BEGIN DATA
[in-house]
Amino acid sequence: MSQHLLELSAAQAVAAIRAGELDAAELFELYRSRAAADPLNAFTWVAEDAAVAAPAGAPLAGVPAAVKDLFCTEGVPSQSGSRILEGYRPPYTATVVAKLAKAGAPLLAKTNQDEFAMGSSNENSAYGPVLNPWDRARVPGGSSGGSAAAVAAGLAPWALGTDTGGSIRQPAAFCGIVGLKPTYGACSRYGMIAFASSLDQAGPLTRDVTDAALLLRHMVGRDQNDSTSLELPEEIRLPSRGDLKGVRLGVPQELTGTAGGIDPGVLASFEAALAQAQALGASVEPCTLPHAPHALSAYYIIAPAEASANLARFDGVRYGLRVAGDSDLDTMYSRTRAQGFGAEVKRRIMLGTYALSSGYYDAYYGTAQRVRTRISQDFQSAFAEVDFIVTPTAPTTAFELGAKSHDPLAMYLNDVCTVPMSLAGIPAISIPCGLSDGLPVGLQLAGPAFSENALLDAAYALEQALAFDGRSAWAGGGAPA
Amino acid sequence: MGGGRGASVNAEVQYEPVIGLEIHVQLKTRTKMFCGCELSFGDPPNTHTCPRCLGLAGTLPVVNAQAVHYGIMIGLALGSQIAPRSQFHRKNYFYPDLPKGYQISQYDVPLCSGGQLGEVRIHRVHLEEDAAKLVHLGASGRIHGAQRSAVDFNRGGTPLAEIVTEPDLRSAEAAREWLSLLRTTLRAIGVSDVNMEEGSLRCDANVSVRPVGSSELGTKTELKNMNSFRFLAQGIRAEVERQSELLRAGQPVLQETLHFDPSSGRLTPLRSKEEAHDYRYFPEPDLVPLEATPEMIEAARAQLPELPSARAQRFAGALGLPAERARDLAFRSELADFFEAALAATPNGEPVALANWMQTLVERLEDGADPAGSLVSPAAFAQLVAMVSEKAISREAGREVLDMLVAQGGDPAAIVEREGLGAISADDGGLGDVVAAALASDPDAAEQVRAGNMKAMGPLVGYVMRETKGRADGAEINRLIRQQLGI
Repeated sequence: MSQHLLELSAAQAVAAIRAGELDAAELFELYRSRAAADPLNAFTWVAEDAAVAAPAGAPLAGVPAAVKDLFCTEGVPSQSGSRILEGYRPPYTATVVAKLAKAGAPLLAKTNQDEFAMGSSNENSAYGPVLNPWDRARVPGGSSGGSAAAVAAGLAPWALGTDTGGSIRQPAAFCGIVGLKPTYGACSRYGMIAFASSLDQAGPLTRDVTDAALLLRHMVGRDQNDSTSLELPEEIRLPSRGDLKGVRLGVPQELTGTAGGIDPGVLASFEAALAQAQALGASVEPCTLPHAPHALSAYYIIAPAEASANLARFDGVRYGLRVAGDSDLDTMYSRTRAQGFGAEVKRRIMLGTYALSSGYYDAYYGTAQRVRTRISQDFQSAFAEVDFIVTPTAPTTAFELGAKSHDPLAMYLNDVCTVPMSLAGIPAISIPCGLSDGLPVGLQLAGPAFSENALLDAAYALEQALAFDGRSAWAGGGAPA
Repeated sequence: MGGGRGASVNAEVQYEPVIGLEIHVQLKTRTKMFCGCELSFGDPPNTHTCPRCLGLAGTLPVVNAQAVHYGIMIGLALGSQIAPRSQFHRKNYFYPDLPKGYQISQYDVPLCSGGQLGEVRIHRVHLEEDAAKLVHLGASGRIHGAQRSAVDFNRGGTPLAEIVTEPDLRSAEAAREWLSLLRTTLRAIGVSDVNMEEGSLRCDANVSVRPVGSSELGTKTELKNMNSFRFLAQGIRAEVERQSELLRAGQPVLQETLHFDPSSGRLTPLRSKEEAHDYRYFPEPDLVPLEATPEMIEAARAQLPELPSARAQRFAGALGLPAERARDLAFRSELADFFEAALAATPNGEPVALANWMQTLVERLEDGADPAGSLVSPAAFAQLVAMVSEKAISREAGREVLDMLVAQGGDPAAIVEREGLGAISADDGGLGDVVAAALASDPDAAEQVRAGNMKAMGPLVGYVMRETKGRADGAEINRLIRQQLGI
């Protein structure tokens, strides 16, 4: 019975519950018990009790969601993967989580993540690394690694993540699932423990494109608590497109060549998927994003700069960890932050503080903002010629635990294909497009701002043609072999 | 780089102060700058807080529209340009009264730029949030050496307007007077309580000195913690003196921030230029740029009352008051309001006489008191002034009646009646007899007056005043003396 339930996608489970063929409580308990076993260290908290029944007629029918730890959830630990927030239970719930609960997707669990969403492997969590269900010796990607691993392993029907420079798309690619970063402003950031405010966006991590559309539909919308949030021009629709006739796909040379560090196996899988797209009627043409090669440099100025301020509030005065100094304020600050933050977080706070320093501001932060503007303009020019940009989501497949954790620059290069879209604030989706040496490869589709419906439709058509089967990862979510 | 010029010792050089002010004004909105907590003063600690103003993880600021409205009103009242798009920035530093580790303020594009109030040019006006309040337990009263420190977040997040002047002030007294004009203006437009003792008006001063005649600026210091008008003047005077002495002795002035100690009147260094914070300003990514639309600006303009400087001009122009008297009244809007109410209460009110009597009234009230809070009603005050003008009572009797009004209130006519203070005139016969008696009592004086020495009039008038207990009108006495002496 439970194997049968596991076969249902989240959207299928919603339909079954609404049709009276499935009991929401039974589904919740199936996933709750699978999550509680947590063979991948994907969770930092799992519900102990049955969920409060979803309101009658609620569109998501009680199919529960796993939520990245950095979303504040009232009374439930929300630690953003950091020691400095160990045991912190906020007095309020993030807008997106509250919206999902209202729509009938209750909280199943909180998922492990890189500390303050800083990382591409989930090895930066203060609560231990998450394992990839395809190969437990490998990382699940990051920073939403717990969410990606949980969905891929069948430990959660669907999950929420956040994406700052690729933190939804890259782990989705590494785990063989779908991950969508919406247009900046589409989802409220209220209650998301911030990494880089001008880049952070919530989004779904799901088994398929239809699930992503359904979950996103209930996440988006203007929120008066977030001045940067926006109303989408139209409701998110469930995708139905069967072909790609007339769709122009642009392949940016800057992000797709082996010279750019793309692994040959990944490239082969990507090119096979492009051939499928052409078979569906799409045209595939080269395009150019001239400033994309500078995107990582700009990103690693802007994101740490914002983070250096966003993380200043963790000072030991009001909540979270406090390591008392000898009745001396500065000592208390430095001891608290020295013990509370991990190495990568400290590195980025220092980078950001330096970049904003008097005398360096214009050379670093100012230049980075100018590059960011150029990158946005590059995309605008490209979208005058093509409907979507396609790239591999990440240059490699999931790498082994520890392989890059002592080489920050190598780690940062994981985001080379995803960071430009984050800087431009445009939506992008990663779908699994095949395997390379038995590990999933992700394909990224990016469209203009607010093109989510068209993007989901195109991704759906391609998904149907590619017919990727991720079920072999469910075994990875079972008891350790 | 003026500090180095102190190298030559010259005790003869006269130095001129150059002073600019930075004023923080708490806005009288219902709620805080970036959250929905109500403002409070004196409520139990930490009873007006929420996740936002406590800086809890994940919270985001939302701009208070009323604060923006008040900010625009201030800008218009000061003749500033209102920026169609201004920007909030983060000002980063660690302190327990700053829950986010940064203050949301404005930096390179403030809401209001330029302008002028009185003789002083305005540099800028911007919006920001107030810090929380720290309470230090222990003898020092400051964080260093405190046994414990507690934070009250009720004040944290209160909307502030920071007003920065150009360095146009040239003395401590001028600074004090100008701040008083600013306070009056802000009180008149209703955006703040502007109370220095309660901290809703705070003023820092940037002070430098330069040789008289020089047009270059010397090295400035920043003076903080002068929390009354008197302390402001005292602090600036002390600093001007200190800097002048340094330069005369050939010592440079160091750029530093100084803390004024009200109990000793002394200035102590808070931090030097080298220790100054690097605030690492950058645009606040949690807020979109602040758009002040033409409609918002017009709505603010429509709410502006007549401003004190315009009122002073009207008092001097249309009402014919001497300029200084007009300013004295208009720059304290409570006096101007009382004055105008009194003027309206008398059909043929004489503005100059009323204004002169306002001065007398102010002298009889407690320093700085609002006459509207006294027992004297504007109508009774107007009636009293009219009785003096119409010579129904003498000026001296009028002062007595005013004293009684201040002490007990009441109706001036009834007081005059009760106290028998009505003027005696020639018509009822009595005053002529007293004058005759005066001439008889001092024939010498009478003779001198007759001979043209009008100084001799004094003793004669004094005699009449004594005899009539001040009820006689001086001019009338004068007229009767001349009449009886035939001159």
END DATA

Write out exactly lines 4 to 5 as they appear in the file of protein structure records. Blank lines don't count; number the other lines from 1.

Repeated sequence: MSQHLLELSAAQAVAAIRAGELDAAELFELYRSRAAADPLNAFTWVAEDAAVAAPAGAPLAGVPAAVKDLFCTEGVPSQSGSRILEGYRPPYTATVVAKLAKAGAPLLAKTNQDEFAMGSSNENSAYGPVLNPWDRARVPGGSSGGSAAAVAAGLAPWALGTDTGGSIRQPAAFCGIVGLKPTYGACSRYGMIAFASSLDQAGPLTRDVTDAALLLRHMVGRDQNDSTSLELPEEIRLPSRGDLKGVRLGVPQELTGTAGGIDPGVLASFEAALAQAQALGASVEPCTLPHAPHALSAYYIIAPAEASANLARFDGVRYGLRVAGDSDLDTMYSRTRAQGFGAEVKRRIMLGTYALSSGYYDAYYGTAQRVRTRISQDFQSAFAEVDFIVTPTAPTTAFELGAKSHDPLAMYLNDVCTVPMSLAGIPAISIPCGLSDGLPVGLQLAGPAFSENALLDAAYALEQALAFDGRSAWAGGGAPA
Repeated sequence: MGGGRGASVNAEVQYEPVIGLEIHVQLKTRTKMFCGCELSFGDPPNTHTCPRCLGLAGTLPVVNAQAVHYGIMIGLALGSQIAPRSQFHRKNYFYPDLPKGYQISQYDVPLCSGGQLGEVRIHRVHLEEDAAKLVHLGASGRIHGAQRSAVDFNRGGTPLAEIVTEPDLRSAEAAREWLSLLRTTLRAIGVSDVNMEEGSLRCDANVSVRPVGSSELGTKTELKNMNSFRFLAQGIRAEVERQSELLRAGQPVLQETLHFDPSSGRLTPLRSKEEAHDYRYFPEPDLVPLEATPEMIEAARAQLPELPSARAQRFAGALGLPAERARDLAFRSELADFFEAALAATPNGEPVALANWMQTLVERLEDGADPAGSLVSPAAFAQLVAMVSEKAISREAGREVLDMLVAQGGDPAAIVEREGLGAISADDGGLGDVVAAALASDPDAAEQVRAGNMKAMGPLVGYVMRETKGRADGAEINRLIRQQLGI